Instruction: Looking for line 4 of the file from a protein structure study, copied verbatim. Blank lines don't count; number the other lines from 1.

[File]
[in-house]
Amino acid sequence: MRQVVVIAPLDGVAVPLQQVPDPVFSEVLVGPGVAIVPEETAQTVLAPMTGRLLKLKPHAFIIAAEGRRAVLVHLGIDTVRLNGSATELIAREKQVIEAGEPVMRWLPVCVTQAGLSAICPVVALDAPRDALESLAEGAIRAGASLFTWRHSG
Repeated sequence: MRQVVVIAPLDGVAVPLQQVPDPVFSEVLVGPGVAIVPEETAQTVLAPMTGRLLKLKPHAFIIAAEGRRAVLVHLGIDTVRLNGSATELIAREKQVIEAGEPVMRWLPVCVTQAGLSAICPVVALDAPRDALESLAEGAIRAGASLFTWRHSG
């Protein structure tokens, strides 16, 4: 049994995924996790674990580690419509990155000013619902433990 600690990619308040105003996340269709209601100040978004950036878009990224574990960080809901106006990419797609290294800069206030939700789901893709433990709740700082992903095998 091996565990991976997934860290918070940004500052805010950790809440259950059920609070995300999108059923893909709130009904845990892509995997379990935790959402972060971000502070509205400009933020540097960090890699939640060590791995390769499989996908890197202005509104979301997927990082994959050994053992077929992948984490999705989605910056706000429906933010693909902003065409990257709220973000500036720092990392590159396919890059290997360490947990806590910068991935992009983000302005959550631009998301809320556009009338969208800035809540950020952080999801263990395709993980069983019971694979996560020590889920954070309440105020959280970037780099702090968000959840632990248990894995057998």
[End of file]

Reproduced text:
């Protein structure tokens, strides 16, 4: 049994995924996790674990580690419509990155000013619902433990 600690990619308040105003996340269709209601100040978004950036878009990224574990960080809901106006990419797609290294800069206030939700789901893709433990709740700082992903095998 091996565990991976997934860290918070940004500052805010950790809440259950059920609070995300999108059923893909709130009904845990892509995997379990935790959402972060971000502070509205400009933020540097960090890699939640060590791995390769499989996908890197202005509104979301997927990082994959050994053992077929992948984490999705989605910056706000429906933010693909902003065409990257709220973000500036720092990392590159396919890059290997360490947990806590910068991935992009983000302005959550631009998301809320556009009338969208800035809540950020952080999801263990395709993980069983019971694979996560020590889920954070309440105020959280970037780099702090968000959840632990248990894995057998």